CNS picks up on the buzz today. I suppose that means the traditionalists had it right all along, only the wrong year for implementation. A few observations:
1. I’m sympathetic to blunders made in implementing the 1970 Rite. But I remain concerned that timid curialists and liturgists of today seem to have put the lid on some of the more important aspects of serious reform. We all concede a better job can be done with liturgy, so let’s get on with it, rather than go the safe route of regurgitating what didn’t really work in the past.
2. Organic development wasn’t an issue for traditionalists before Vatican II. It didn’t merit more than one mention in all the council documents. The council bishops, and rightly so given the situation of the faith in Europe, seemed to be well aware that the spiritual and pastoral needs of the time dictated significant, if not radical change. The traditionalists know that their 1570/1962 Mass will remain, at best, a peripheral portion of the Roman Catholic liturgical picture. Their appeal to organic development sounds rather hollow to me. If the motu proprio puts into place a charge to reform the 1570/1962 Rite according to the guidelines of Sacrosanctum Concilium, I would find that a praiseworthy development. One has to give more than lip service to the Magisterium as expressed in a council.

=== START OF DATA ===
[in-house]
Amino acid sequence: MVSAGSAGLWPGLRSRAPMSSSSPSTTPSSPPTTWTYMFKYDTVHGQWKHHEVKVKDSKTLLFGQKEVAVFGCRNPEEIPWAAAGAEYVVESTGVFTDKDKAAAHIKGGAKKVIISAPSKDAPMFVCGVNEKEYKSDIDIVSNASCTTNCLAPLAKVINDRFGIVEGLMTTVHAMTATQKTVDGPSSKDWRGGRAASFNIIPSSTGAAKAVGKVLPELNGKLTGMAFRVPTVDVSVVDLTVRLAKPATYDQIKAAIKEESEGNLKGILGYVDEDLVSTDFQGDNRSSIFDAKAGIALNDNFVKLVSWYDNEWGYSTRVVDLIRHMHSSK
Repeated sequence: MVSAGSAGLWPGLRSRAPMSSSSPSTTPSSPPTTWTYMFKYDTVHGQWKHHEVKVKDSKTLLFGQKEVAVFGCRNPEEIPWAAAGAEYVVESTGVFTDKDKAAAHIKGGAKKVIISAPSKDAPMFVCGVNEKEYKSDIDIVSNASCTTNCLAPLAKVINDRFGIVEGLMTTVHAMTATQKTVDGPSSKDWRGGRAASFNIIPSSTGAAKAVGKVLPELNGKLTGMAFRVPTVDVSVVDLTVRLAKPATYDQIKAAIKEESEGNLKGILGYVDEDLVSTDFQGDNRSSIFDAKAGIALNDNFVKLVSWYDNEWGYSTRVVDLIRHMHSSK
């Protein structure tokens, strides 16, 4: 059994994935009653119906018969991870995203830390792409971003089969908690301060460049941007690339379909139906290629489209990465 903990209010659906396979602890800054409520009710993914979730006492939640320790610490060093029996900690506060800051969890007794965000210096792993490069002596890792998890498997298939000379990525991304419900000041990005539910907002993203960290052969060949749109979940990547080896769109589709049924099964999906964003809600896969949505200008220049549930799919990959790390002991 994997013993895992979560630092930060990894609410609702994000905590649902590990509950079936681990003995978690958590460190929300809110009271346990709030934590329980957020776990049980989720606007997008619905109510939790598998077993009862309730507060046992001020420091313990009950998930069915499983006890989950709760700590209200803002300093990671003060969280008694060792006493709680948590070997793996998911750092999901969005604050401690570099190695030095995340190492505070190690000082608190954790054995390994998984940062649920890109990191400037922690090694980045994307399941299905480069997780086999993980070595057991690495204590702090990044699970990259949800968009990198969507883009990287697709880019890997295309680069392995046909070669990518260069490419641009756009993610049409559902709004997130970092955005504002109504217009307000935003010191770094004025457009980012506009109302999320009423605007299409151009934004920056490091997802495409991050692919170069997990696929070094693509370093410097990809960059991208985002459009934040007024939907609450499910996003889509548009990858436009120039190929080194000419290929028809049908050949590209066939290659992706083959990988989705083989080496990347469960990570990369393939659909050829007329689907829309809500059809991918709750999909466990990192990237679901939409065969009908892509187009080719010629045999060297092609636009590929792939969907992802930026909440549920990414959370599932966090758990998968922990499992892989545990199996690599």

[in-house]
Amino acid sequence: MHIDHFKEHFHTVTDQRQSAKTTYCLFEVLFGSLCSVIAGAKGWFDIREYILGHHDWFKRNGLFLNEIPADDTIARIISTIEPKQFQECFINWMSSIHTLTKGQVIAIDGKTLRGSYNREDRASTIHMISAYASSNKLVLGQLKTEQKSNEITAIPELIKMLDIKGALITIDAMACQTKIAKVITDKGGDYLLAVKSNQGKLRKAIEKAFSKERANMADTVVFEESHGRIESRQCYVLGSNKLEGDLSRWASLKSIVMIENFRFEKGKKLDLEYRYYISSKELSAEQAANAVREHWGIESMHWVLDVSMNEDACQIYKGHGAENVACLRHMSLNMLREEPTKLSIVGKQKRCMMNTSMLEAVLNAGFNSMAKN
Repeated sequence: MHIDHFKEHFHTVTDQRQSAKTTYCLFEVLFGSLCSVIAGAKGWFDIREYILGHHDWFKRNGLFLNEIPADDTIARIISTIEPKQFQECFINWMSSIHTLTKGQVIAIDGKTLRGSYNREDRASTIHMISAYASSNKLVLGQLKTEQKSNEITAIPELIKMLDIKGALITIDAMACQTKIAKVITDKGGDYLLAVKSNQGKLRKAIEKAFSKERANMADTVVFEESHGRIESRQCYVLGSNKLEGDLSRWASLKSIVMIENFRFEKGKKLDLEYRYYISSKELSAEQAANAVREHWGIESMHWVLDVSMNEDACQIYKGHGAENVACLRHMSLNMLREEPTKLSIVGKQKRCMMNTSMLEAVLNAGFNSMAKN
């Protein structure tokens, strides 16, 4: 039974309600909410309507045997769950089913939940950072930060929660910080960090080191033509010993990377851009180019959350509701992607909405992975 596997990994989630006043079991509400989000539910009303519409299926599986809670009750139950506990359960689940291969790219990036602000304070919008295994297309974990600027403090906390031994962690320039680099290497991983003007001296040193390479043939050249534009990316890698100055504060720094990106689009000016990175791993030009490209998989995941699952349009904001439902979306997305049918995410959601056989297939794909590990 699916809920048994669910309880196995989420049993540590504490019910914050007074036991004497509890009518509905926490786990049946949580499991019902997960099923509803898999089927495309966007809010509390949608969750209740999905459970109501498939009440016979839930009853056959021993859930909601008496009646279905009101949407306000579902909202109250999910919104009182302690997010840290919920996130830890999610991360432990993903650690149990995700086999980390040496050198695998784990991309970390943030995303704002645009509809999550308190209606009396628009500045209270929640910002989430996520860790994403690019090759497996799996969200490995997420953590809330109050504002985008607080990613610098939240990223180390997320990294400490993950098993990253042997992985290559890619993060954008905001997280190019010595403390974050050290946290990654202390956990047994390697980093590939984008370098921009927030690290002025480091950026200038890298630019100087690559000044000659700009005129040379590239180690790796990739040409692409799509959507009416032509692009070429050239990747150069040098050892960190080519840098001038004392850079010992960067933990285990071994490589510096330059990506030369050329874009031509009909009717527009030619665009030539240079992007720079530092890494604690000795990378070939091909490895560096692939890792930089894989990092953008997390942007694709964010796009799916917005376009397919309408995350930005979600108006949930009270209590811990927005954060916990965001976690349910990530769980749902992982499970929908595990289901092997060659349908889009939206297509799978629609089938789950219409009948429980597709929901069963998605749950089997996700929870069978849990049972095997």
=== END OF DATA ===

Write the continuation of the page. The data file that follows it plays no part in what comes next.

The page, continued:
3. According to the CNS story, Pope Benedict is not all that excited about the Tridentine Low Mass:
In one revealing speech to Catholic traditionalists in 1998, he said bluntly that the old “low Mass,” with its whispered prayers at the altar and its silent congregation, “was not what liturgy should be, which is why it was not painful for many people” when it disappeared.
The pope’s take seems accurate to me. In fact, I wonder what purpose the Tridentine Low Mass could possibly serve. If the pope were to loosen restrictions a bit on High Mass and just do away with Low Mass, it would seem to aim closer toward the notion that a classical liturgy might have a laudable effect on mainstream Catholic worship. I certainly doubt that classical musicians or liturgists working in the 1970 Rite would consider the Low Mass as any sort of inspiration. If I were a pre-conciliar Catholic, I tend to doubt I would attend a Low Mass by choice.
4. Will the motu proprio promote unity in a better way than the current situation does? I wonder if this is the sticking point for the pope. Clergy morale also has to be an intelligent consideration for him, too. Perhaps the long delay has been due to the agonizing over possible pitfalls. Maybe there’s simply no good decision on the table at all.